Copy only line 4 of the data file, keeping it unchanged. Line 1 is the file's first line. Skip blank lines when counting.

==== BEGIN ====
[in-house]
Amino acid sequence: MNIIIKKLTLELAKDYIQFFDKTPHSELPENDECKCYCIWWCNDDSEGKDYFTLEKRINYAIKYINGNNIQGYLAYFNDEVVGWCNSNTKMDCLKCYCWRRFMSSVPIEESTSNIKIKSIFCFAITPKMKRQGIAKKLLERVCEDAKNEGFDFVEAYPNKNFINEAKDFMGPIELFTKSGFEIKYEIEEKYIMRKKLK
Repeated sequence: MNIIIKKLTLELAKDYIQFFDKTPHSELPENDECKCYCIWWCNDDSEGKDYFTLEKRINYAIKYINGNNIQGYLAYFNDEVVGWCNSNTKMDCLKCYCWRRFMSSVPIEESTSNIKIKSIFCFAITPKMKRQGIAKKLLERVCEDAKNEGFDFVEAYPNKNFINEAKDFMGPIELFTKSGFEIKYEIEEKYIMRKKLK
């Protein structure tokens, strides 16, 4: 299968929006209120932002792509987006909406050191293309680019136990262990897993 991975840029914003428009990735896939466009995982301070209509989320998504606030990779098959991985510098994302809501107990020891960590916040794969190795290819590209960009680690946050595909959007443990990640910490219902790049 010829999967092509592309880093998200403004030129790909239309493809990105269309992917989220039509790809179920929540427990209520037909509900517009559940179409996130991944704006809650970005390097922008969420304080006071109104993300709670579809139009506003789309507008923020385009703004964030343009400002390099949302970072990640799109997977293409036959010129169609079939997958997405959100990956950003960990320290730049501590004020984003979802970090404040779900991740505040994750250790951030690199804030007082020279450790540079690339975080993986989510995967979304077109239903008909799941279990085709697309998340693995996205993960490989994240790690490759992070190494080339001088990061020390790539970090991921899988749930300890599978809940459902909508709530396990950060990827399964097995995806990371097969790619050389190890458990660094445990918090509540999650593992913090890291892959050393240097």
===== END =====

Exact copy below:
């Protein structure tokens, strides 16, 4: 299968929006209120932002792509987006909406050191293309680019136990262990897993 991975840029914003428009990735896939466009995982301070209509989320998504606030990779098959991985510098994302809501107990020891960590916040794969190795290819590209960009680690946050595909959007443990990640910490219902790049 010829999967092509592309880093998200403004030129790909239309493809990105269309992917989220039509790809179920929540427990209520037909509900517009559940179409996130991944704006809650970005390097922008969420304080006071109104993300709670579809139009506003789309507008923020385009703004964030343009400002390099949302970072990640799109997977293409036959010129169609079939997958997405959100990956950003960990320290730049501590004020984003979802970090404040779900991740505040994750250790951030690199804030007082020279450790540079690339975080993986989510995967979304077109239903008909799941279990085709697309998340693995996205993960490989994240790690490759992070190494080339001088990061020390790539970090991921899988749930300890599978809940459902909508709530396990950060990827399964097995995806990371097969790619050389190890458990660094445990918090509540999650593992913090890291892959050393240097």